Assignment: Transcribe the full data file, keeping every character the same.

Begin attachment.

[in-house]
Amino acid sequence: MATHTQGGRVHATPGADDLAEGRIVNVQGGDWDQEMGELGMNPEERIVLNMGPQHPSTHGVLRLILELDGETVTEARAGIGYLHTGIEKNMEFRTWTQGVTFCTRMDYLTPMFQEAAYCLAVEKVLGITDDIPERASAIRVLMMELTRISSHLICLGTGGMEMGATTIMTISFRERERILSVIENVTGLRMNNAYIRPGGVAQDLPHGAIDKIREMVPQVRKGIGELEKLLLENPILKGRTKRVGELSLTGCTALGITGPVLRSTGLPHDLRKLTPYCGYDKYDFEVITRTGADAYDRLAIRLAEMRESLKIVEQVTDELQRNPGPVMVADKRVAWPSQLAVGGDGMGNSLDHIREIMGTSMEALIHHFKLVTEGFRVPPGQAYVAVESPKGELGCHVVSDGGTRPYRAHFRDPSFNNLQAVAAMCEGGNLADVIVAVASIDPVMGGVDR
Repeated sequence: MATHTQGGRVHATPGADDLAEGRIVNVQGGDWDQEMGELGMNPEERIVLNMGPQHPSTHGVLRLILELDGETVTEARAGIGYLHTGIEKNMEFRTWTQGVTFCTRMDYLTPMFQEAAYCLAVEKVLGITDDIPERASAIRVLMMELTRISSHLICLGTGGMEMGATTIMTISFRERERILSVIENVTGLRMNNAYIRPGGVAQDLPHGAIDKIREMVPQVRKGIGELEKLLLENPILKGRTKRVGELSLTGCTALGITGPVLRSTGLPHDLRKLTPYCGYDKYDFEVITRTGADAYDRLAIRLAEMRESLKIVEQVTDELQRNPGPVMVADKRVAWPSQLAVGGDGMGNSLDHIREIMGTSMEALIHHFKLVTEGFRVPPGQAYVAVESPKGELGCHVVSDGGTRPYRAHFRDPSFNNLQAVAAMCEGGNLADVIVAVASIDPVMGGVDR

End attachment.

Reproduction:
[in-house]
Amino acid sequence: MATHTQGGRVHATPGADDLAEGRIVNVQGGDWDQEMGELGMNPEERIVLNMGPQHPSTHGVLRLILELDGETVTEARAGIGYLHTGIEKNMEFRTWTQGVTFCTRMDYLTPMFQEAAYCLAVEKVLGITDDIPERASAIRVLMMELTRISSHLICLGTGGMEMGATTIMTISFRERERILSVIENVTGLRMNNAYIRPGGVAQDLPHGAIDKIREMVPQVRKGIGELEKLLLENPILKGRTKRVGELSLTGCTALGITGPVLRSTGLPHDLRKLTPYCGYDKYDFEVITRTGADAYDRLAIRLAEMRESLKIVEQVTDELQRNPGPVMVADKRVAWPSQLAVGGDGMGNSLDHIREIMGTSMEALIHHFKLVTEGFRVPPGQAYVAVESPKGELGCHVVSDGGTRPYRAHFRDPSFNNLQAVAAMCEGGNLADVIVAVASIDPVMGGVDR
Repeated sequence: MATHTQGGRVHATPGADDLAEGRIVNVQGGDWDQEMGELGMNPEERIVLNMGPQHPSTHGVLRLILELDGETVTEARAGIGYLHTGIEKNMEFRTWTQGVTFCTRMDYLTPMFQEAAYCLAVEKVLGITDDIPERASAIRVLMMELTRISSHLICLGTGGMEMGATTIMTISFRERERILSVIENVTGLRMNNAYIRPGGVAQDLPHGAIDKIREMVPQVRKGIGELEKLLLENPILKGRTKRVGELSLTGCTALGITGPVLRSTGLPHDLRKLTPYCGYDKYDFEVITRTGADAYDRLAIRLAEMRESLKIVEQVTDELQRNPGPVMVADKRVAWPSQLAVGGDGMGNSLDHIREIMGTSMEALIHHFKLVTEGFRVPPGQAYVAVESPKGELGCHVVSDGGTRPYRAHFRDPSFNNLQAVAAMCEGGNLADVIVAVASIDPVMGGVDR